The principal theoretical position taken by the research consortium is the notion of design space exploration (Woodbury & Burrow 2006), and the benefits that designers, engineers and artists may gain from computational support for seeking out designs or creative objects within any problem space. A design space is a network that allows for stages of a design object to be tracked through nodes and paths that account for constraints, optimizations or creative decisions. With the advent of digital modeling and virtual environments, the design space has become a powerful and searchable domain that can be visualized and described mathematically. Furthermore, all stages of a design can now be stored as spatial information and thus analyzed, re-used, or optimized according to varying project needs. The theory of design space exploration thus accounts not only for new types of design action supported by digital tools and innovative interfaces, but also the creation of strategies for the amplification of designer action. These amplification measures may include the development of computational structures such as generative or genetic algorithms, or Bayesian networks for inference or techniques.
We will complement such basic research in design space exploration with a new critical reflective model of creative practice in art and design for German academia that is based on a synthesis of concepts from Frayling (1993), Findeli (2004) and Jonas (2006). Firstly, we define applied research through the framework of research through design (Frayling 1993). This framework places an emphasis on the peer-reviewed communication and dissemination of design research methods, the development of new technologies or techniques, or the analysis of the creative process. Secondly, we expect artistic practice to be scientifically rigorous, relevant to the current needs of contemporary society, an extension or improvement of current practice(s), and therefore of significance to design education and the end-user experience (Findeli 2004).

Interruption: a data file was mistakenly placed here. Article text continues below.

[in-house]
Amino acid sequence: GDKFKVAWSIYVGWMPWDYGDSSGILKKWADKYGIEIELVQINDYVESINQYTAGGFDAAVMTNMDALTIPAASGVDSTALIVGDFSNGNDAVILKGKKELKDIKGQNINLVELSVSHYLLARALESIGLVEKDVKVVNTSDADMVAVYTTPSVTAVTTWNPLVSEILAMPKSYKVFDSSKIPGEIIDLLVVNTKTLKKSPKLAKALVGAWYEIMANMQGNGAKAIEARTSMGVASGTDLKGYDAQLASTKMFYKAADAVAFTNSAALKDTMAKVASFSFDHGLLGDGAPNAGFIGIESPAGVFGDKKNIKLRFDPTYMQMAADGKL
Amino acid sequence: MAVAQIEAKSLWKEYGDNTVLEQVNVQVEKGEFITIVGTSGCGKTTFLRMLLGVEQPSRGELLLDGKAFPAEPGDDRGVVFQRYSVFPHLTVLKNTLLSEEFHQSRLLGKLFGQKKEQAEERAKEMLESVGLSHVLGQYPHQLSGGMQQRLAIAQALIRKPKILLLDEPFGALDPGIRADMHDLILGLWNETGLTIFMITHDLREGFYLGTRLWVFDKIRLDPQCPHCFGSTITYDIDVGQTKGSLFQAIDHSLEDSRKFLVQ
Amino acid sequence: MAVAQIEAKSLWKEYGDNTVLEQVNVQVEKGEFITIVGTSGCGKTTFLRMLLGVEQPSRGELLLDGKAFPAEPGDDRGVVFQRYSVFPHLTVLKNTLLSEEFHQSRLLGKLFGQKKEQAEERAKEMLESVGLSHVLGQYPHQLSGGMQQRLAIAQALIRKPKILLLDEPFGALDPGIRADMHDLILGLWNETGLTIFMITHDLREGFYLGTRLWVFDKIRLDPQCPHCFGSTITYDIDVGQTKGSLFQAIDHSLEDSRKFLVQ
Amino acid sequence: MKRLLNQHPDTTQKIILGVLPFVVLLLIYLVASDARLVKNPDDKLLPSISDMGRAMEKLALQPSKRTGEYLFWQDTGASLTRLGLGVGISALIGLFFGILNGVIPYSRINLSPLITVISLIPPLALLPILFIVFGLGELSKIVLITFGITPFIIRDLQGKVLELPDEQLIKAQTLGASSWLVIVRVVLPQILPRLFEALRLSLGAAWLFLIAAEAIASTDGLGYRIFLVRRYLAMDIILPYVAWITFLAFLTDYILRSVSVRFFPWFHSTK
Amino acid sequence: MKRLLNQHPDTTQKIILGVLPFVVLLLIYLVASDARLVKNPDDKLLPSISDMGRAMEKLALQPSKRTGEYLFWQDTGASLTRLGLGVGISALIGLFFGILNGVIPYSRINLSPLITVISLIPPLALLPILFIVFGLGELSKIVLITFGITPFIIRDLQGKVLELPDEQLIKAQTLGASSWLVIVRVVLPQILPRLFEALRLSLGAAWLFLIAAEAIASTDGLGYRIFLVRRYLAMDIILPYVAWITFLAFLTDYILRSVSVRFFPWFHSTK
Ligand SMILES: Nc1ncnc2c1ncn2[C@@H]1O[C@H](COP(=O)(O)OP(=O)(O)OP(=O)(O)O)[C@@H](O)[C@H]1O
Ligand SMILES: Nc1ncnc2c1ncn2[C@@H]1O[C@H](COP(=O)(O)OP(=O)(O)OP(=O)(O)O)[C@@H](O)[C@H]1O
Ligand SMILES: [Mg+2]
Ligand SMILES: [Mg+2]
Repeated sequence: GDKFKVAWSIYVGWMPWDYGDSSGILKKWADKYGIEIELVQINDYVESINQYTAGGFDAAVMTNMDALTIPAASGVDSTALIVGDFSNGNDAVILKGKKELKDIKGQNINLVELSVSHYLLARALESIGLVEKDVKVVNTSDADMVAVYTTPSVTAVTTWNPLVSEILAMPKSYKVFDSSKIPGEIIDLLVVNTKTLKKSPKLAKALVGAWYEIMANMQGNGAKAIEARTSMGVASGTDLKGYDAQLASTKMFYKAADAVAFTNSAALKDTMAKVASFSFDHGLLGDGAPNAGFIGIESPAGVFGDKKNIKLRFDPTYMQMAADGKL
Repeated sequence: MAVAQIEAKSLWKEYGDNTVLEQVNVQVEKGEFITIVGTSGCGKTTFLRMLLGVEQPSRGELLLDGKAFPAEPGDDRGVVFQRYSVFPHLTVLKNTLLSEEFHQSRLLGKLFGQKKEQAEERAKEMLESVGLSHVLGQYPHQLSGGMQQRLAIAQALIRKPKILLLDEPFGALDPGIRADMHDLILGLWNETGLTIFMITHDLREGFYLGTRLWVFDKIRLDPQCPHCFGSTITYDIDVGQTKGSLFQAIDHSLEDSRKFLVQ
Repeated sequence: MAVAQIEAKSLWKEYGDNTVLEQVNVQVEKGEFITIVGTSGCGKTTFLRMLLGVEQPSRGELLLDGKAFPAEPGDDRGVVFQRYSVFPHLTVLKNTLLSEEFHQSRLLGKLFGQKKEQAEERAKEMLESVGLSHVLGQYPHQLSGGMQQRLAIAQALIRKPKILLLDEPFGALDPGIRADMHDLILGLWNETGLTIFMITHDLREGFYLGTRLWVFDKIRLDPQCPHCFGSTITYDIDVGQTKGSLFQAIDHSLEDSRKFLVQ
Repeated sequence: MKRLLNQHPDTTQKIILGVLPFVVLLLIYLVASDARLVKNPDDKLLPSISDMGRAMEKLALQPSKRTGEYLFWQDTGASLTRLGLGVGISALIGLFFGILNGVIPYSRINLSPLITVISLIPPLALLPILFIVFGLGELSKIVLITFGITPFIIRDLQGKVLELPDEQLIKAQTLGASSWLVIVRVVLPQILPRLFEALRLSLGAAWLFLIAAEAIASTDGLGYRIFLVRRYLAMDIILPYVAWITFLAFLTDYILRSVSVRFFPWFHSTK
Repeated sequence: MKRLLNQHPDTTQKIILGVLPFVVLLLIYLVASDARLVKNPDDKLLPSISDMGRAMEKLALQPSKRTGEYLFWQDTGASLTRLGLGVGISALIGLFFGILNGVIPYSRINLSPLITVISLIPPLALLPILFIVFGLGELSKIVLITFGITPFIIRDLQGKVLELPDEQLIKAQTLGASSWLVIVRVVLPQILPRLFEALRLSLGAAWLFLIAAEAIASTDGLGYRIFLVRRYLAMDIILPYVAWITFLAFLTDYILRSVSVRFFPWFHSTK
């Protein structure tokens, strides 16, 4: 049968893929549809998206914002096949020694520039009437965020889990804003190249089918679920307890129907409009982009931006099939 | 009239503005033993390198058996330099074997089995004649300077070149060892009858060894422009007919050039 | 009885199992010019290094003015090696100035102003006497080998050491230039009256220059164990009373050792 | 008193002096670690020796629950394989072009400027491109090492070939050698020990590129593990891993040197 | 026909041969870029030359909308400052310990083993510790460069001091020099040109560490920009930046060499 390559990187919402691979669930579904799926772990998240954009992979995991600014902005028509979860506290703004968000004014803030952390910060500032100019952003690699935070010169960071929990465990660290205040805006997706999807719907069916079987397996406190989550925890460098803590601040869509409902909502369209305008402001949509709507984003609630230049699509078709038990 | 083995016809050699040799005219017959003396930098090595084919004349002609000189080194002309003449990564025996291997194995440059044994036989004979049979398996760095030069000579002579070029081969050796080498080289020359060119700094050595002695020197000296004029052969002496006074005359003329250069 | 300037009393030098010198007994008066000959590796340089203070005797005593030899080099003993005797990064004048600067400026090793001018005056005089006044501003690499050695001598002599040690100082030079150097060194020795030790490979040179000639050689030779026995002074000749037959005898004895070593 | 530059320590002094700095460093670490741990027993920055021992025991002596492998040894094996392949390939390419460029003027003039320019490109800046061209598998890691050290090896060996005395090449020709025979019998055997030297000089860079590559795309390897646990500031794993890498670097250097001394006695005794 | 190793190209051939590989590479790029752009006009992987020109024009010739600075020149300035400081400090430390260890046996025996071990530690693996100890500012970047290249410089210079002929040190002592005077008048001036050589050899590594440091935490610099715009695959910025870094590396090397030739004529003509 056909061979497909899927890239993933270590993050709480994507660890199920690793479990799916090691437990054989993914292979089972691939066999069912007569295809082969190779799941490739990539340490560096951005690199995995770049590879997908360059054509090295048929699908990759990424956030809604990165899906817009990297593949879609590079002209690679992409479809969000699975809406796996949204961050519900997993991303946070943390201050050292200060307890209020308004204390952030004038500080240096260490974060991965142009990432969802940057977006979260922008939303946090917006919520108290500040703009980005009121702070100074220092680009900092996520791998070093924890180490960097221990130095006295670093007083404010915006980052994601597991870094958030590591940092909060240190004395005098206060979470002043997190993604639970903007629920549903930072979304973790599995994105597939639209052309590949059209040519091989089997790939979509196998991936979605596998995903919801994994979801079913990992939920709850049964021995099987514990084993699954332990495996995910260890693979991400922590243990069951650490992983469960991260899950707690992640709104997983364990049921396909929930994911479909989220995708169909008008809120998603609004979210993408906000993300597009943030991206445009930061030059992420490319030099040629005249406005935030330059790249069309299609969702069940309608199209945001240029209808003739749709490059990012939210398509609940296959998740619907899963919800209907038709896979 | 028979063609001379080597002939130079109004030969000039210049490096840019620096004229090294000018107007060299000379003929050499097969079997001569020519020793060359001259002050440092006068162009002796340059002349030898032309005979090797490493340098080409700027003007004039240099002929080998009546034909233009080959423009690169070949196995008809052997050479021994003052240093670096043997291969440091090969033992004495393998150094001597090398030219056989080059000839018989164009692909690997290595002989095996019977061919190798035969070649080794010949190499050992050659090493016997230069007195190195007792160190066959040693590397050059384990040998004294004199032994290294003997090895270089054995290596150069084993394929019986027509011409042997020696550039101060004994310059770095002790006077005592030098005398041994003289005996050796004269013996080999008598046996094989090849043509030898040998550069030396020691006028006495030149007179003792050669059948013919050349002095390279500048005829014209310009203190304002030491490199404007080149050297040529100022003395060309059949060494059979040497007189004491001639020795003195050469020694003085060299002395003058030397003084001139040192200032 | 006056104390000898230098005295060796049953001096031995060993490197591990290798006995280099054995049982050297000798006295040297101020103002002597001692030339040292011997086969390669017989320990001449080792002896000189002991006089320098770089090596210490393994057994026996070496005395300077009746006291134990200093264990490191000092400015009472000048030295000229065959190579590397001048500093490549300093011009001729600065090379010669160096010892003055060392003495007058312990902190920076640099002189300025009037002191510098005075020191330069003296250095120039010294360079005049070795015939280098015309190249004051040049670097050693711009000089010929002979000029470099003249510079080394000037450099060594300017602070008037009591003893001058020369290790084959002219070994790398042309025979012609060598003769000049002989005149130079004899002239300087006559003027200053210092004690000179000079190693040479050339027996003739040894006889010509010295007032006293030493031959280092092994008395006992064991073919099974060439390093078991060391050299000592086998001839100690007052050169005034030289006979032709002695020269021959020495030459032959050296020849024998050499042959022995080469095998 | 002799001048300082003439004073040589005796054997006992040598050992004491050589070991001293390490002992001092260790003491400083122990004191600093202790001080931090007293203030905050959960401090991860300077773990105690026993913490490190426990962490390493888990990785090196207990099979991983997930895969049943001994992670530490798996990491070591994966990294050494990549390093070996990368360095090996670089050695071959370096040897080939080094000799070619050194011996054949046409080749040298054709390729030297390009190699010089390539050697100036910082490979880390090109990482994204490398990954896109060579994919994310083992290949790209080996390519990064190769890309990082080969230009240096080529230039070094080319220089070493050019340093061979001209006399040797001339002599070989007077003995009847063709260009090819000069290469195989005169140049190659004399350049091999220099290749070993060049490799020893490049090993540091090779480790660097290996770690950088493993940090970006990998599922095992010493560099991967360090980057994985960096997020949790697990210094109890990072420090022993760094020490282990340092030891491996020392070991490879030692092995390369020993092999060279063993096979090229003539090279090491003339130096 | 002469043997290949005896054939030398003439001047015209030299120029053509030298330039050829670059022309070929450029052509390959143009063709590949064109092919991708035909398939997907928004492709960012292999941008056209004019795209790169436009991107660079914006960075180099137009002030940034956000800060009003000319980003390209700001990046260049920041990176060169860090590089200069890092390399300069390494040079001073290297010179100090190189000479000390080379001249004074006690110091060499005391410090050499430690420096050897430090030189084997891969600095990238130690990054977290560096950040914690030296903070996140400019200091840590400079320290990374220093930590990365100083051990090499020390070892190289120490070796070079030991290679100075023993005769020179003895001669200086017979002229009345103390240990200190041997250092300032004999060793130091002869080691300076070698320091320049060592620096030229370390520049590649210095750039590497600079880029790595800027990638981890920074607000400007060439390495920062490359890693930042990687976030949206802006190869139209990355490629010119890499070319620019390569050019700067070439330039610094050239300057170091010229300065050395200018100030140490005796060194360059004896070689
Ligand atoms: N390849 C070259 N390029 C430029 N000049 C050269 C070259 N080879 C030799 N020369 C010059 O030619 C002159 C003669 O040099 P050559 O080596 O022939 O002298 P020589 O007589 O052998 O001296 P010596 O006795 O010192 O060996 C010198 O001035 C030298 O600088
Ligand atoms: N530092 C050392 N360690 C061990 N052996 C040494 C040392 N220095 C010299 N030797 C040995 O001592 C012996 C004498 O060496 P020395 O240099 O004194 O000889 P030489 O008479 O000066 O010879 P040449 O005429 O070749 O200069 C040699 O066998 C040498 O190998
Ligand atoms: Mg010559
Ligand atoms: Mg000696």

Thirdly, utilizing a model of design knowing (Jonas 2006), SHAPING SPACE will develop methodologies and modes of inquiry that are based on the concepts of analysis, projection and synthesis. The definition of analysis within our critical reflective model follows Jonas’s, as the identification of current practices, states or approaches, or “the truth.” The notion of projection is the formulation of “an ideal” through design reasoning, data analysis, deduction, implication, or spatial augmentation. Synthesis is the technical, technological and practical application of digital tools for creating “the real,” or the refined art or design object. The amalgamation of approaches and theoretical framing of design that represents our critical reflective model will advance the state of the art by challenging current practices within the German academic context. It will also enable a greater research impact and cultural relevance through flow-on effects that will be felt beyond the academy.
Findeli, A. “La recherche-projet: une méthode pour la recherche en design.” Paper presented at the Symposium de recherche sur le design. HGK de Bâle, Switzerland, 2004.
Frayling, C. “Research in art and design.” Royal College of Art Research Papers 1, no.1 (Winter, 1993): 1-5.
Jonas, W. “Research through DESIGN through research - a problem statement and a conceptual sketch.” Paper presented at the Design Research Society International Conference. Lisbon, Portugal, 2006.
Woodbury, R. F. and A. Burrow. “Whither Design Space?” Artificial Intelligence for Engineering Design, Analysis and Manufacturing - Special Issue: Design Spaces: The Explicit Representation of Spaces of Alternatives 20, no. 2 (2006): 63-82.